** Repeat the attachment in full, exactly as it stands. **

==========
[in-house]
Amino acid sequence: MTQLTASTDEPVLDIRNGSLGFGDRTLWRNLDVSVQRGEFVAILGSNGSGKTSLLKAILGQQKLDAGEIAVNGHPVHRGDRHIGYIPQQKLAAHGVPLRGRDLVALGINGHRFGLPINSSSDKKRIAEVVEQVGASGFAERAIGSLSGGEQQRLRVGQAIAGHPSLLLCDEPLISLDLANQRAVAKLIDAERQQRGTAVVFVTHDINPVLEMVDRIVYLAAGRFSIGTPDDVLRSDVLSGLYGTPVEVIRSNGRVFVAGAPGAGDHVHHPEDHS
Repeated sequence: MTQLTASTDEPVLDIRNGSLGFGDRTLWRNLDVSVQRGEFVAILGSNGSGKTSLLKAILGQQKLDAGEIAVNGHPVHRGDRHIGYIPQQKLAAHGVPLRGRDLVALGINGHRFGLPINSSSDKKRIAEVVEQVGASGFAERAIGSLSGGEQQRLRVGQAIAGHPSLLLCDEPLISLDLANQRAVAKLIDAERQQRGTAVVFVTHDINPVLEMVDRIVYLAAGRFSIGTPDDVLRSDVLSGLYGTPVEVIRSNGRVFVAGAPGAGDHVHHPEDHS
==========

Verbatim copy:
[in-house]
Amino acid sequence: MTQLTASTDEPVLDIRNGSLGFGDRTLWRNLDVSVQRGEFVAILGSNGSGKTSLLKAILGQQKLDAGEIAVNGHPVHRGDRHIGYIPQQKLAAHGVPLRGRDLVALGINGHRFGLPINSSSDKKRIAEVVEQVGASGFAERAIGSLSGGEQQRLRVGQAIAGHPSLLLCDEPLISLDLANQRAVAKLIDAERQQRGTAVVFVTHDINPVLEMVDRIVYLAAGRFSIGTPDDVLRSDVLSGLYGTPVEVIRSNGRVFVAGAPGAGDHVHHPEDHS
Repeated sequence: MTQLTASTDEPVLDIRNGSLGFGDRTLWRNLDVSVQRGEFVAILGSNGSGKTSLLKAILGQQKLDAGEIAVNGHPVHRGDRHIGYIPQQKLAAHGVPLRGRDLVALGINGHRFGLPINSSSDKKRIAEVVEQVGASGFAERAIGSLSGGEQQRLRVGQAIAGHPSLLLCDEPLISLDLANQRAVAKLIDAERQQRGTAVVFVTHDINPVLEMVDRIVYLAAGRFSIGTPDDVLRSDVLSGLYGTPVEVIRSNGRVFVAGAPGAGDHVHHPEDHS